It has become clear now that the Venezuelan people are determined to defend the Bolivarian revolution, despite the socio-economic crisis in the country and mistakes of the sitting authorities.
The United States came up with an idea to build several points to collect "humanitarian aid" on the border with Venezuela to be able to subsequently invade the country through those points should violence escalate. First "sacred victims" were supposed to trigger protests and put moral pressure on the Venezuelan military. During the concert, which took place on February 23 in the Colombian border city of Cucuta, Venezuelan special services were expecting foreign snipers to open fire on "volunteers," who urged people to cross the border. This technology had worked well during the riots in Ukraine.
However, the tragic development of events was prevented owing to the army and self-defence units of Venezuela. The American "humanitarian aid" did not enter the territory of Venezuela on February 23. Will the United States eventually decide to invade Venezuela or is it going to continue putting pressure on the country through sanctions?
US Secretary of State Mike Pompeo stated in a recent interview with CNN that "Maduro's days were numbered." According to him, the USA wants the people of Venezuela to see their bright future on the horizon. To make it happen, the USA is going to make the Venezuelan people suffer even more because of sanctions that Washington is going to impose on the troubled country.
Venezuelan Foreign Minister Jorge Arreaz said that Pompeo was desperately looking for an excuse to start a war. The Americans will now hold consultations on whether it can be possible to form a military coalition that will enter Venezuela. Apparently, they want to follow the precedent of the military invasion of Haiti in 1994. However, times have changed a lot since 1994, and Venezuela is not Haiti. It is worthy of note that there are violent protests happening in Haiti too, but no one is paying attention to them.
In Venezuela, Washington is facing a number of problems. First off, this is the unity of the Venezuelan military, people's militia and chavistas. Chavism is a strong ideology that has raised a whole generation of people loyal to Hugo Chavez.
Secondly, Colombian President Ivan Duque told Donald Trump in a telephone conversation that the Colombian military did not want to participate in the conflict with Venezuela. The Brazilian military put similar pressure on Brazilian President Jair Bolsonaro. The latter remains under the pressure of leftist forces - he does not need an unpopular war that will eat a lot of resources that he needs to take the Brazilian economy out of recession.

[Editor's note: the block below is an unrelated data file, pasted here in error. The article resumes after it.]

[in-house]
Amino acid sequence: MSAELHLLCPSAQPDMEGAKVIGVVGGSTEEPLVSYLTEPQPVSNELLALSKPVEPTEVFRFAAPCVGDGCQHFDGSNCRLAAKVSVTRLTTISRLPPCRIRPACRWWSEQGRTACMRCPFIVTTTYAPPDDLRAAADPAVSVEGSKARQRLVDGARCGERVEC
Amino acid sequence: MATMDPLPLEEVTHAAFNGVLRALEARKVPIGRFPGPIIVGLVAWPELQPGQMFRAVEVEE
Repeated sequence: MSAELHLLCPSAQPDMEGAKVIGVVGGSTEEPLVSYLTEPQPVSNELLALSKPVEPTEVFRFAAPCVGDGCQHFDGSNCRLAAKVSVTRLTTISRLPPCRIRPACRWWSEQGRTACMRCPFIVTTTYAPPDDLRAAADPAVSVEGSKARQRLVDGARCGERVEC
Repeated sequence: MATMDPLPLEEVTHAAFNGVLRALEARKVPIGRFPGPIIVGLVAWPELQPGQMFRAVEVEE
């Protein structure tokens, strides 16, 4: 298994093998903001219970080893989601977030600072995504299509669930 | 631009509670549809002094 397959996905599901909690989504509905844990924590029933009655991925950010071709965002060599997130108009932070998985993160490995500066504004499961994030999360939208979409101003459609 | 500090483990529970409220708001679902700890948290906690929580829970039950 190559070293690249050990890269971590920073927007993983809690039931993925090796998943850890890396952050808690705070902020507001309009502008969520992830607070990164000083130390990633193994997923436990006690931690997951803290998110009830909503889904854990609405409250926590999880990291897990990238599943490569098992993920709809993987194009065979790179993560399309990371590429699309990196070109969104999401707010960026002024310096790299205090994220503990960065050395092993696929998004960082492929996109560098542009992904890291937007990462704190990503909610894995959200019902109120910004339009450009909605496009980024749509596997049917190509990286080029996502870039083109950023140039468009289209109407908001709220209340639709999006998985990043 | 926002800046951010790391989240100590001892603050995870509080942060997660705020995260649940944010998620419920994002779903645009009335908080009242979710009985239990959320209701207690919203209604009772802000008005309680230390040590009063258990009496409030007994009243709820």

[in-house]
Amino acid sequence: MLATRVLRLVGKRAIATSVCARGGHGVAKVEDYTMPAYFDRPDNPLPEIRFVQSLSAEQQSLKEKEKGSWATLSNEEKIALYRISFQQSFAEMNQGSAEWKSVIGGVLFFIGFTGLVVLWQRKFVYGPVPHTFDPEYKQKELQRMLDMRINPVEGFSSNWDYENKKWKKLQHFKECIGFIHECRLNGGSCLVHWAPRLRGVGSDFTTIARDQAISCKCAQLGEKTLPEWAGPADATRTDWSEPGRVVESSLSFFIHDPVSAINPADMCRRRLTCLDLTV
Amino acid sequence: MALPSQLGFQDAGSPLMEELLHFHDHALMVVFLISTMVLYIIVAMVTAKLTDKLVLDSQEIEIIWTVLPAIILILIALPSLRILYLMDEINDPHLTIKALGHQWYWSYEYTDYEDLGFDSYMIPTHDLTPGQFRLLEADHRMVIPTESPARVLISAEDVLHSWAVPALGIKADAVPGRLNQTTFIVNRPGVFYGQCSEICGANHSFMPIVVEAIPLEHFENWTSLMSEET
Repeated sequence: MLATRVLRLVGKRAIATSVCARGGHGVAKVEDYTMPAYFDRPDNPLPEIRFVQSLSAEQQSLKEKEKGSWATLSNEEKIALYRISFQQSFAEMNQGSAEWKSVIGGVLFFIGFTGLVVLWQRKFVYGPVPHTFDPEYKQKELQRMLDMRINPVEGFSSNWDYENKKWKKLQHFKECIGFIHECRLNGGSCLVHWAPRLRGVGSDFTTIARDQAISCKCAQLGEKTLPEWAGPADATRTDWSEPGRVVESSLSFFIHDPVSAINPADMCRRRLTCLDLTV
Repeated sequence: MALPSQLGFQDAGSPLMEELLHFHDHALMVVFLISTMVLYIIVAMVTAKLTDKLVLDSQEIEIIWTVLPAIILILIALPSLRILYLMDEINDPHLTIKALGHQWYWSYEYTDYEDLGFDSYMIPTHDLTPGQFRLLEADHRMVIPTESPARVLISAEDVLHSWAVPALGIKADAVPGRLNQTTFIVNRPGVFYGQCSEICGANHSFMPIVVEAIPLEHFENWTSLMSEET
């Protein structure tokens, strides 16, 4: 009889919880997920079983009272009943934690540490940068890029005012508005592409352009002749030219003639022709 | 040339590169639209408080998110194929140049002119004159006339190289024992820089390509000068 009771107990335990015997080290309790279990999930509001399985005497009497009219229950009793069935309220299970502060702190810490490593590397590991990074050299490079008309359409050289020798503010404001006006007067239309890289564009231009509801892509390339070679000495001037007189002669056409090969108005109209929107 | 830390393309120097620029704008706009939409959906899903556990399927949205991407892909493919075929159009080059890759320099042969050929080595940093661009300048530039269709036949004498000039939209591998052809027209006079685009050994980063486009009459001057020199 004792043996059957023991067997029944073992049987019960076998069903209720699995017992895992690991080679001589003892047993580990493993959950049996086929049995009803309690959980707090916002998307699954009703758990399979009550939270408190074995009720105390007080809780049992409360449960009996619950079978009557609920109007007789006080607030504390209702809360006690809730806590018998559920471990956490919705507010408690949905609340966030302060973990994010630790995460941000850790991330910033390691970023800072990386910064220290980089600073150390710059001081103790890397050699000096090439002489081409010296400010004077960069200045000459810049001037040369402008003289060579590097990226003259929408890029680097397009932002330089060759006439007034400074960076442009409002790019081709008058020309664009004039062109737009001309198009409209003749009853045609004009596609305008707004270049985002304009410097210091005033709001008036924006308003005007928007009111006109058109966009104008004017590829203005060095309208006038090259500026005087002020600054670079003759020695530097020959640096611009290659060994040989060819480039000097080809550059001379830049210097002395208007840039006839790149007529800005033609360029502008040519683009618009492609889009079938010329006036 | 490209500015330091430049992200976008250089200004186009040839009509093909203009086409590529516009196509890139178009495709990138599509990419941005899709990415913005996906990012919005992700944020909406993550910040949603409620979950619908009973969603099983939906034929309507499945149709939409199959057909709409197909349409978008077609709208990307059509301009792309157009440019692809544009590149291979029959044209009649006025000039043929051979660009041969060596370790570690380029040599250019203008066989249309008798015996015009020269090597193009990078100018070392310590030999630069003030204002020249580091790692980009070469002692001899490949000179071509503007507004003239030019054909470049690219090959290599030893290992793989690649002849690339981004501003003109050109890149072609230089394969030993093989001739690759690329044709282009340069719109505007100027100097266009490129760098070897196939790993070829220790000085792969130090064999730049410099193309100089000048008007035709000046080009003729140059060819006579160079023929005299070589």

Last but not least, the allies - European and Latin American countries - are split, let alone the fact that Russia and China will veto any use of force against Venezuela at the UN Security Council.
"It's naive to think that the United States wants to restore democracy in Venezuela," Brazil's former foreign minister Celso Amorim said. "Political change must take place through dialogue, not unilateral gestures largely inspired by external interests motivated by geostrategic views. One must not forget that Venezuela holds the largest proven oil reserves in the world," he warned.
Washington's campaign of pressure on Venezuela has nothing to do with care for people. Washington is pursuing a plan to destroy another sovereign state to monopolize commercial oil supplies. Guaido already announced the privatisation of PDVSA. If the US administration were taking care of people, US officials would not block Venezuelan accounts that accumulate export earnings to purchase basic necessities and food.
Most likely, Washington will seek Venezuela's destruction through sanctions. They have already banned buying Venezuelan oil under the threat of secondary sanctions, but it was reported that India was going to double its deliveries. In addition, the sanctions forced oil prices to go up, which is beneficial to Caracas in light of its trade with Russia and China. Caracas has switched to the yuan in oil settlement, and PDVSA moved its accounts to Russian banks.
How many angels are there on the tip of the needle? This question is just as pointless as an attempt to find an answer to the question of how many NATO missiles there are in Europe